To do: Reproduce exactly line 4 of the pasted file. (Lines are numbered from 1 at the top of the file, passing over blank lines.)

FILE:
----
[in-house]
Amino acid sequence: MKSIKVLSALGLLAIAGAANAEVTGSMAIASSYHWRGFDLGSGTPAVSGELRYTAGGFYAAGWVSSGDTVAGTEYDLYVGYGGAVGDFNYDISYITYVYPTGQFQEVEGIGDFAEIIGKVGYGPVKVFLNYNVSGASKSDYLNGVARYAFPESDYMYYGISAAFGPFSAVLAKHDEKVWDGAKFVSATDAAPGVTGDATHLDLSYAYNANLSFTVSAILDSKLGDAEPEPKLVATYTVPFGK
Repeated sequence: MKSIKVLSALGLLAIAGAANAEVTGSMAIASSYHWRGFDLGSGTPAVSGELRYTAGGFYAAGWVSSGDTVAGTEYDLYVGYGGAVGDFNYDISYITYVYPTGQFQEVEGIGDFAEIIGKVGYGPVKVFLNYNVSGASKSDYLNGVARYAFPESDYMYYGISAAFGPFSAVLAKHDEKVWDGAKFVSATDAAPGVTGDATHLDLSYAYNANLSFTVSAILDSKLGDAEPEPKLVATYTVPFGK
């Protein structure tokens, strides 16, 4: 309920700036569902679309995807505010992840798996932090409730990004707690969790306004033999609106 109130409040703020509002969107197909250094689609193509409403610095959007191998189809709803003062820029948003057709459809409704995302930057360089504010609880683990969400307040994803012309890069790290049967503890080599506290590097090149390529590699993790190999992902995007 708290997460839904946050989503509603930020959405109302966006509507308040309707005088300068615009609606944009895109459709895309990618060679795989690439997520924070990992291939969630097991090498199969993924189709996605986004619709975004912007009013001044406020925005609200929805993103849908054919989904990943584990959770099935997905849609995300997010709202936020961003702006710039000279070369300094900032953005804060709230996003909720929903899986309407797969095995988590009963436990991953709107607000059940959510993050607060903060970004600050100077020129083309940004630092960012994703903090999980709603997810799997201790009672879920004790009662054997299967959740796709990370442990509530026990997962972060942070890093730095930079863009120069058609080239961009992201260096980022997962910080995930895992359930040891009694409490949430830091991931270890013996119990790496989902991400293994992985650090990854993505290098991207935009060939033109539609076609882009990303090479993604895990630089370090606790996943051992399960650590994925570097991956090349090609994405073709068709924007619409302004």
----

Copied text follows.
């Protein structure tokens, strides 16, 4: 309920700036569902679309995807505010992840798996932090409730990004707690969790306004033999609106 109130409040703020509002969107197909250094689609193509409403610095959007191998189809709803003062820029948003057709459809409704995302930057360089504010609880683990969400307040994803012309890069790290049967503890080599506290590097090149390529590699993790190999992902995007 708290997460839904946050989503509603930020959405109302966006509507308040309707005088300068615009609606944009895109459709895309990618060679795989690439997520924070990992291939969630097991090498199969993924189709996605986004619709975004912007009013001044406020925005609200929805993103849908054919989904990943584990959770099935997905849609995300997010709202936020961003702006710039000279070369300094900032953005804060709230996003909720929903899986309407797969095995988590009963436990991953709107607000059940959510993050607060903060970004600050100077020129083309940004630092960012994703903090999980709603997810799997201790009672879920004790009662054997299967959740796709990370442990509530026990997962972060942070890093730095930079863009120069058609080239961009992201260096980022997962910080995930895992359930040891009694409490949430830091991931270890013996119990790496989902991400293994992985650090990854993505290098991207935009060939033109539609076609882009990303090479993604895990630089370090606790996943051992399960650590994925570097991956090349090609994405073709068709924007619409302004």